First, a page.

Communications Decency Act

Zango, Inc. v. Kaspersky Lab, Inc.: The Ninth Circuit Gets to the Right Destination But By the Wrong Route

The Ninth Circuit’s recent ruling in Zango, Inc. v. Kaspersky Lab, Inc. is one of the few that directly deal with the provisions in the Communications Decency Act that provide immunity from suit for the screening activities of internet service providers. The relevant section, 47 U.S.C. § 230(c)(2), provides as follows:

“No provider or user of an interactive computer service shall be held liable on account of —

(A) any action voluntarily taken in good faith to restrict access to or availability of material that the provider or user considers to be obscene, lewd, lascivious, filthy, excessively violent, harassing, or otherwise objectionable, whether or not such material is constitutionally protected; or

(B) any action taken to make available to information content providers or others the technical means to restrict access to material described in paragraph [A].”

The plaintiff in the case, Zango, Inc., is a now-defunct Internet entertainment company that provided access to a catalog of online videos, games and music to users who agreed to view advertisements while surfing the internet. The defendant, Kaspersky Lab, Inc., is still live and kicking, and is a Moscow-based firm which bills itself as “a leading anti-virus software and Internet Security software solution for your home computer or business.”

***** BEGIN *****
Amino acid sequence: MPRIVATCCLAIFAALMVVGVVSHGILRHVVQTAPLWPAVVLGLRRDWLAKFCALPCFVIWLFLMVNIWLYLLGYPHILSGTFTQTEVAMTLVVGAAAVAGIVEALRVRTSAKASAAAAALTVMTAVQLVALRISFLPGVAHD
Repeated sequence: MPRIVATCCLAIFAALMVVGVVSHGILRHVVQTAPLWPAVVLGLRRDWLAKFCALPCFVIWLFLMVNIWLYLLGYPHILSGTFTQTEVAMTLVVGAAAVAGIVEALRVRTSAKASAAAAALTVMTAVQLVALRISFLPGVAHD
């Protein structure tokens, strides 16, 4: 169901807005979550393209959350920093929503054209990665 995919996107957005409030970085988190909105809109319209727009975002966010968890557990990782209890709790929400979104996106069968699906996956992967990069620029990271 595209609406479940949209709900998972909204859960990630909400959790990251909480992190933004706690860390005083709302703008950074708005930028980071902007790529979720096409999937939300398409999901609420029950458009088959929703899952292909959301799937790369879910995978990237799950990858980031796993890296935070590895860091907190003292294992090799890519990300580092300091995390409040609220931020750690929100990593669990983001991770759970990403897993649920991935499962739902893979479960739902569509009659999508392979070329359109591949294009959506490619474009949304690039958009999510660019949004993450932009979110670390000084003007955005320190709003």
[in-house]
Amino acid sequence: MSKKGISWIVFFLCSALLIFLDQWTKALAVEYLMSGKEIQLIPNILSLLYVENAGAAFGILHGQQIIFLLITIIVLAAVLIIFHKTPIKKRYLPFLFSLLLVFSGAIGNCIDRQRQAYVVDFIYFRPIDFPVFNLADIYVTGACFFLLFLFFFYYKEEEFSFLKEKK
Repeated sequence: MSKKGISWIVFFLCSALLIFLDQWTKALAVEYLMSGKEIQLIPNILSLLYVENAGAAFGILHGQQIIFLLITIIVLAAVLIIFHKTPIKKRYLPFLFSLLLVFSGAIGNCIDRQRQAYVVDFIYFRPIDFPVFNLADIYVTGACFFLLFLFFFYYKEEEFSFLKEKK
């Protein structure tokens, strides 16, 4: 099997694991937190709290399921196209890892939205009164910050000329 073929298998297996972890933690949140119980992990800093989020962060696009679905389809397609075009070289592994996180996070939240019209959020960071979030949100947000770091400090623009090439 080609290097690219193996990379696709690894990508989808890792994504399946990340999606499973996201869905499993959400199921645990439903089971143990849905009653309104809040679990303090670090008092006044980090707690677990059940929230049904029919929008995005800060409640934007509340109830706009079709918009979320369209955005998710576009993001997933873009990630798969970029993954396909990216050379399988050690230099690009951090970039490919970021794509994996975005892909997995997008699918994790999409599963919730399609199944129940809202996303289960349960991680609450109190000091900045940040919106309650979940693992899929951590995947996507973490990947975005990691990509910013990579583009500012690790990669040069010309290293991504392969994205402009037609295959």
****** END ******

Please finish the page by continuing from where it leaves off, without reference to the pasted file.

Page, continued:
According to the court, Kaspersky’s software classified Zango as “adware,” a type of malware. Once installed on a user’s computer, adware monitors a user’s browsing habits and causes “pop-up” ads to appear throughout the browsing session. Adware can open up links with websites that themselves contain malware that can infect a personal computer. Kaspersky’s software disabled key features of Zango’s software and through a series of routines, ultimately blocked the use of Zango.

Zango sued Kaspersky, seeking an injunction against its blocking activities. In defense, Kaspersky invoked the protection of §230(c)(2)(B), cited above.

The Ninth Circuit concluded that Kaspersky was “plainly immunized” by the Communications Decency Act. This conclusion was based on its analysis of §230(c)(2)(B) and two related definition sections: § 230(f)(2) which defines the term “interactive computer service” to mean any “information service, system, or access software provider that provides or enables computer access by multiple users to a computer server . . . “; and § 230(f)(4) which defines the term “access software provider” to include providers of software that filter content.

Combining these three sections, the Court concluded that a provider of filtering software or services may not be held liable for any action taken to make its filtering software available “so long as the provider enables access by multiple users to a computer service.” The Court then noted that Kaspersky “provides or enables computer access by multiple users to a “computer server” by providing its customers with online access to its update servers.”